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Moon and Antares

September 19, 2015

In the modern world, it’s almost impossible to not know the correct time. GPS satellites transmit the current time to phones, wristwatches, cars, and just about everything and everywhere else.

Before the invention of mechanical clocks, though, people often told time with the help of the stars. In ancient Egypt, for example, they used about three dozen stars that were spaced evenly across the sky.

The stars are known today as “decans” — from the Greek word for 10 — because about every 10 days, a new one would rise into view in the dawn sky, while another dropped from sight in the evening sky.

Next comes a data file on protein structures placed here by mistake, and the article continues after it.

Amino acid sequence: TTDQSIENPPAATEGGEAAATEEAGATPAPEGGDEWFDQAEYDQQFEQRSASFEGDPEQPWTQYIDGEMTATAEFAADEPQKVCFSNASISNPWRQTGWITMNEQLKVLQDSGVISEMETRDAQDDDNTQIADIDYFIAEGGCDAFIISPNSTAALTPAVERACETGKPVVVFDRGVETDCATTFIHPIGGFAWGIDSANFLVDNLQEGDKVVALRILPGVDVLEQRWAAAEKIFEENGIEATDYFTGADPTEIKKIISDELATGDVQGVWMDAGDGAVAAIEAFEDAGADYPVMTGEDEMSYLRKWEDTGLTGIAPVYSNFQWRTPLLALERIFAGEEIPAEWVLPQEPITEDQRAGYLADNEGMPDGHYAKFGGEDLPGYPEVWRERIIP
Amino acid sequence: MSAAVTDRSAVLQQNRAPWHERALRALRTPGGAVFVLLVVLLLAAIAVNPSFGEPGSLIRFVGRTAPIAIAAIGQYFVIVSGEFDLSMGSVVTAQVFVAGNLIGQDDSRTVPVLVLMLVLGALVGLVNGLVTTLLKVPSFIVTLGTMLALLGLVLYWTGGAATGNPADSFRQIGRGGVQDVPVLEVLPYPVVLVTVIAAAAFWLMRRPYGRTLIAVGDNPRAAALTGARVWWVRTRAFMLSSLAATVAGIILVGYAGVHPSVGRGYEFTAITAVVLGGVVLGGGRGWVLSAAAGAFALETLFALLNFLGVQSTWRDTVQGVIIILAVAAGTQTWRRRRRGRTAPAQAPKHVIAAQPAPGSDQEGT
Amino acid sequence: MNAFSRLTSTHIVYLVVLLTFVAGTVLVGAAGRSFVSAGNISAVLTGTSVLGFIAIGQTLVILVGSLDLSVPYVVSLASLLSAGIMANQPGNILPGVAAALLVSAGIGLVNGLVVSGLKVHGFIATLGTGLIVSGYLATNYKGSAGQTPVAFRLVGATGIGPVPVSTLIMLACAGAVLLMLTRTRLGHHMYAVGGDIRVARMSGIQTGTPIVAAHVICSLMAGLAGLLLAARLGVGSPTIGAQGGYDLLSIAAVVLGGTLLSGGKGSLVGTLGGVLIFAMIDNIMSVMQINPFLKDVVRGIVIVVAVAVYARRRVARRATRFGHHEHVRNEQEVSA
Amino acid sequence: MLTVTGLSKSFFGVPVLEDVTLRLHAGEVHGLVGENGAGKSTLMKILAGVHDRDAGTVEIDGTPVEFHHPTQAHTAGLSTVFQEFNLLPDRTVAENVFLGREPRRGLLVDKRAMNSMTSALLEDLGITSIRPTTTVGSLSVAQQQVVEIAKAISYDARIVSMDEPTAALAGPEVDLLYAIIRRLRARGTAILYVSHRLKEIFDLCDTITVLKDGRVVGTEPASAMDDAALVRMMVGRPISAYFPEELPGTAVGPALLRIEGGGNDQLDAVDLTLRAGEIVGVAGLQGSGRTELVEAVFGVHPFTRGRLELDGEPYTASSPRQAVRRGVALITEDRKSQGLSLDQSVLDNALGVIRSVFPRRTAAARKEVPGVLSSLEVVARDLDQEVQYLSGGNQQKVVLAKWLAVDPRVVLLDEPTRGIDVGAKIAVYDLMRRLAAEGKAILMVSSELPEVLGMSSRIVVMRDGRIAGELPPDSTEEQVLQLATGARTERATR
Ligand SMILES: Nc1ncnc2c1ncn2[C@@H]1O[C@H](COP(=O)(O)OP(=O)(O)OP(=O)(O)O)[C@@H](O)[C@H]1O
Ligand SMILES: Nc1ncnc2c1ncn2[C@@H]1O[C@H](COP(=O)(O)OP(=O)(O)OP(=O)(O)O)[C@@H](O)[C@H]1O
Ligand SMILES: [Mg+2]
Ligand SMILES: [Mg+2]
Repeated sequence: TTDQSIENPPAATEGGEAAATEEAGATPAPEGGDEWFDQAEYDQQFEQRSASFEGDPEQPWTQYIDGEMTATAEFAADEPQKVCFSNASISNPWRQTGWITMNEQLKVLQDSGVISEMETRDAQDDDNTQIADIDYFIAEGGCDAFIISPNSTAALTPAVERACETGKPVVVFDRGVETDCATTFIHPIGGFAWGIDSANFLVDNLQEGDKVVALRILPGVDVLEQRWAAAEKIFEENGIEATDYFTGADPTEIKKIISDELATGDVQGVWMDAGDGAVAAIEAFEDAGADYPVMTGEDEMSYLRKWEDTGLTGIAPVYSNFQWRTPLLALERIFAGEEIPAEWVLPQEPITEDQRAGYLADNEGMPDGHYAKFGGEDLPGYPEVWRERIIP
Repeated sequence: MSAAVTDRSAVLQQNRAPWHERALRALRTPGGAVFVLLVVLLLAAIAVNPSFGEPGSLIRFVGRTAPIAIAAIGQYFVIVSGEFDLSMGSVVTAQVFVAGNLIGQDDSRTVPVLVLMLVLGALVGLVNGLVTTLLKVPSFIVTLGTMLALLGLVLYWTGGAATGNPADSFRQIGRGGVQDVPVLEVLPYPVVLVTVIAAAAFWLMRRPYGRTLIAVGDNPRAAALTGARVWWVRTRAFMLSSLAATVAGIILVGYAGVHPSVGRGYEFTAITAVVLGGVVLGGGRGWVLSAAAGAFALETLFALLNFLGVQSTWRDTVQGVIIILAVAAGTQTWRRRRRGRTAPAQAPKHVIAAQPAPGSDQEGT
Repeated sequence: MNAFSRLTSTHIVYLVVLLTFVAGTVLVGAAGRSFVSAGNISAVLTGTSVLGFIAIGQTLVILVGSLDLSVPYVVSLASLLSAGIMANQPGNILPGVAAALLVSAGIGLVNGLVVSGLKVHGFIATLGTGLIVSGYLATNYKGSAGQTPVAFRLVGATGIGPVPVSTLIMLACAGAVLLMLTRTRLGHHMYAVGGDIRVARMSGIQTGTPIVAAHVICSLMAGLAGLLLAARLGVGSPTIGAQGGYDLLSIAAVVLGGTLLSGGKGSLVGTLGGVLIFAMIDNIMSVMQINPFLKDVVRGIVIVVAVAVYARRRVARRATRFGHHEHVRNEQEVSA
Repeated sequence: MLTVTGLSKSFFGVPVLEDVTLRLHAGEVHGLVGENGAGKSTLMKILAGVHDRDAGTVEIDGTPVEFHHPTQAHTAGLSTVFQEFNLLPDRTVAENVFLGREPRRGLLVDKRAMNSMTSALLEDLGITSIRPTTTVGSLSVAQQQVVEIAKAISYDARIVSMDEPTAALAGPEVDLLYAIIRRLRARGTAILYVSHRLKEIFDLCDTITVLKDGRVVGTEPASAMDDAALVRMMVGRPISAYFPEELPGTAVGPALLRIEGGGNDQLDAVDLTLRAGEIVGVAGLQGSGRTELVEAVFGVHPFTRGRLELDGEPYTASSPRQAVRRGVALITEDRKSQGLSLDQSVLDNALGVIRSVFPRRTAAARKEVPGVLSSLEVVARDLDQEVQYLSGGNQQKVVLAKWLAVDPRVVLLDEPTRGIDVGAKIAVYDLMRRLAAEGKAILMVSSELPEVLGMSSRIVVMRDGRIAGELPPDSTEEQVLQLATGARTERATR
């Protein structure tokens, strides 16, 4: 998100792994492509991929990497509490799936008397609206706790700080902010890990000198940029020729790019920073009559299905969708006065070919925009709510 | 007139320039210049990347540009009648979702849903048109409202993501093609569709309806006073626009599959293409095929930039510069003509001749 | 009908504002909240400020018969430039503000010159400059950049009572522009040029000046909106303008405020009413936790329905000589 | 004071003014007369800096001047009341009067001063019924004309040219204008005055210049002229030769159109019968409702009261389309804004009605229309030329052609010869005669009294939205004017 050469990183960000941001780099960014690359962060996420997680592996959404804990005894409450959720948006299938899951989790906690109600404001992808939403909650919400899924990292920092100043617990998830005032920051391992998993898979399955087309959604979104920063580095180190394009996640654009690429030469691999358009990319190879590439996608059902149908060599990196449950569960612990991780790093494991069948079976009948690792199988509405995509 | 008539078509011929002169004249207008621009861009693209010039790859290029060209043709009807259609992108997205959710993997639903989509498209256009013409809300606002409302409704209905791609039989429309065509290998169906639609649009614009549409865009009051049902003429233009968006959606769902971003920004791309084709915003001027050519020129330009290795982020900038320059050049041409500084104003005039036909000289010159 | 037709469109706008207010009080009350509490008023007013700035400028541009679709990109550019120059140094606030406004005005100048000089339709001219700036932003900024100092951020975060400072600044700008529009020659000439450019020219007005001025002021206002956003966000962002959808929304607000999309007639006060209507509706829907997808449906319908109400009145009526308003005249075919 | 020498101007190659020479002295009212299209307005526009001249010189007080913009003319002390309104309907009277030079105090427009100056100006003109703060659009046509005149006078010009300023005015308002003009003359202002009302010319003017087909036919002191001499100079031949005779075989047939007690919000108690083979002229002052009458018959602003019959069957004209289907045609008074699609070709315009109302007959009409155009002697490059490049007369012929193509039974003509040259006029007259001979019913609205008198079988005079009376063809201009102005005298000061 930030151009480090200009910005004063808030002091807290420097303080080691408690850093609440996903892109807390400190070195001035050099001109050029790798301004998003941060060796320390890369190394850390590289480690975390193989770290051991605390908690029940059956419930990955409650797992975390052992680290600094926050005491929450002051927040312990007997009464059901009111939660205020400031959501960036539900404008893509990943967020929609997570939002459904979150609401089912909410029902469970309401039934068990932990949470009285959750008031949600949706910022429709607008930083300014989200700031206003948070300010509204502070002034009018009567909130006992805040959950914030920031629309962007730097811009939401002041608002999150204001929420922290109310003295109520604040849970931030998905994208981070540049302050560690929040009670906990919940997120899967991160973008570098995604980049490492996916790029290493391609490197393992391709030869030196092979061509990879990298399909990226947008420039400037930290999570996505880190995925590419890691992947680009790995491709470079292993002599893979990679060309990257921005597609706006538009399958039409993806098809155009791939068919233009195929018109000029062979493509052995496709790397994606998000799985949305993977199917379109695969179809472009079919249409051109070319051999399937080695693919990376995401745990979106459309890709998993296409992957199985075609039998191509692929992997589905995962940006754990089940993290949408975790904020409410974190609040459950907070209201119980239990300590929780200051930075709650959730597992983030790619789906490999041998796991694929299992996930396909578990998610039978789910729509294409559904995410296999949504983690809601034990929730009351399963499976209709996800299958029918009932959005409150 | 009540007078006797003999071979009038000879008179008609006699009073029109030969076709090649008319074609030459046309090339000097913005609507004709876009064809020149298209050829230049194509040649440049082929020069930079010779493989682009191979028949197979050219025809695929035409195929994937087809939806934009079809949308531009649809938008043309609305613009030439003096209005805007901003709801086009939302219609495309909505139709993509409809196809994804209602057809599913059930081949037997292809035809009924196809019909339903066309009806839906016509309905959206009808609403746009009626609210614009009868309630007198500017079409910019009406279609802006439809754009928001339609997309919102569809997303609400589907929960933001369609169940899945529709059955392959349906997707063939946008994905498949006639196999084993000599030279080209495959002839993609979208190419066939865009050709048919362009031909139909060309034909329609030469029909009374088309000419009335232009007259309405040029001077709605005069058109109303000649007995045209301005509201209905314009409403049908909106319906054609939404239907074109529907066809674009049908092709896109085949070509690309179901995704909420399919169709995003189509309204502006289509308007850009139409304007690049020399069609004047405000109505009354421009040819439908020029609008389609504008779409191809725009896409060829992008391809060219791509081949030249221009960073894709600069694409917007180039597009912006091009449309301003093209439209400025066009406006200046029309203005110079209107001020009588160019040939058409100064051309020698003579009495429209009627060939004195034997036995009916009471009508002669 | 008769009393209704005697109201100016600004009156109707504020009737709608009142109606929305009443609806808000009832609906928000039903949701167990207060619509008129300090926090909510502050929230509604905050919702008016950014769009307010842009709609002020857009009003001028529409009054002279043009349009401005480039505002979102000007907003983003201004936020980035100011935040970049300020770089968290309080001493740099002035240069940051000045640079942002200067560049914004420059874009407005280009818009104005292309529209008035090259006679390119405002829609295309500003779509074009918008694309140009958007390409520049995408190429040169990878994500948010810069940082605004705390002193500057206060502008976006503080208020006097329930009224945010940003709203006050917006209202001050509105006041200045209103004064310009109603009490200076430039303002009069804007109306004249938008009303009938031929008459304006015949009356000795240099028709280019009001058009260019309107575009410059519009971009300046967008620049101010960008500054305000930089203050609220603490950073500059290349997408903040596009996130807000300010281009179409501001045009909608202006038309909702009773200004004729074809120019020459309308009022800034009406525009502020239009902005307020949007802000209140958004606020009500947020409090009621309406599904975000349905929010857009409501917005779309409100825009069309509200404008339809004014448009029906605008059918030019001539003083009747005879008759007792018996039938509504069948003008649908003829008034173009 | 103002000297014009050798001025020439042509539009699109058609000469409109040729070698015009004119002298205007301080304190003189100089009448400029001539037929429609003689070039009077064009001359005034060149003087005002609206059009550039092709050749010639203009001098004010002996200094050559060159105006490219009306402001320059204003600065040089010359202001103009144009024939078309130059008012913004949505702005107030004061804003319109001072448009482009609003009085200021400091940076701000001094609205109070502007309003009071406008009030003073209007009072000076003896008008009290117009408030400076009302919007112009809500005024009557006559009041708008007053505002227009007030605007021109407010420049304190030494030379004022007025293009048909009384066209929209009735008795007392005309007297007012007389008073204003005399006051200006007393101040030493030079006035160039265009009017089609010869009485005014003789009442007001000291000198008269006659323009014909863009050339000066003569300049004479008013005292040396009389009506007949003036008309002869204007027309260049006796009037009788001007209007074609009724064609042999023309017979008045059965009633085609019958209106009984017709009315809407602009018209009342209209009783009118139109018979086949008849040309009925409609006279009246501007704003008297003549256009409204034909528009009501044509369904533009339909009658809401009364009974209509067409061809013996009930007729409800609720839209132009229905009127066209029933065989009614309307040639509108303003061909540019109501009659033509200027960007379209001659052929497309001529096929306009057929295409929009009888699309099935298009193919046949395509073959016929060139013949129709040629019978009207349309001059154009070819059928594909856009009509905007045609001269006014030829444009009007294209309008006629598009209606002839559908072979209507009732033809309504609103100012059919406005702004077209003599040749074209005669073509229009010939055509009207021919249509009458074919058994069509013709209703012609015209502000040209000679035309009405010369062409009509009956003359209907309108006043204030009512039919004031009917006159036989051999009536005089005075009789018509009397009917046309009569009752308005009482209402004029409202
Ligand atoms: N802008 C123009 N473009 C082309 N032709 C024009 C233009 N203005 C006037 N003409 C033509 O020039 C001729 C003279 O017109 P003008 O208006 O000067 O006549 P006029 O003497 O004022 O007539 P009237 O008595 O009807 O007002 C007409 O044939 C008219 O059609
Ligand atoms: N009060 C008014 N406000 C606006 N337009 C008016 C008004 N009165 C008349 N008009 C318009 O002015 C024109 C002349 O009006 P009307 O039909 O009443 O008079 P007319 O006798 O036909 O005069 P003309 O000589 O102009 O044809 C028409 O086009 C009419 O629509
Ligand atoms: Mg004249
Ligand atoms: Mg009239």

As the night rolled on, the decans would rise at fairly regular intervals. As a new one rose, it marked the beginning of a new “hour.”

Even though the specific stars changed from season to season, the Egyptians used the same number of stars as decans every night of the year. That meant the hours were longer during the longer nights of winter. Still, the system was a reliable way to mark the passage of time — with the help of the stars.

Egyptologists aren’t sure which stars served as decans, but many of them almost certainly were among the brightest stars in the sky. One likely candidate is Antares, the orange heart of the scorpion — a constellation recognized by the Egyptians, by the way. And tonight, the star stands directly below the Moon as night falls — moving with the clockwork precision of the heavens.


Script by Damond Benningfield, Copyright 2015

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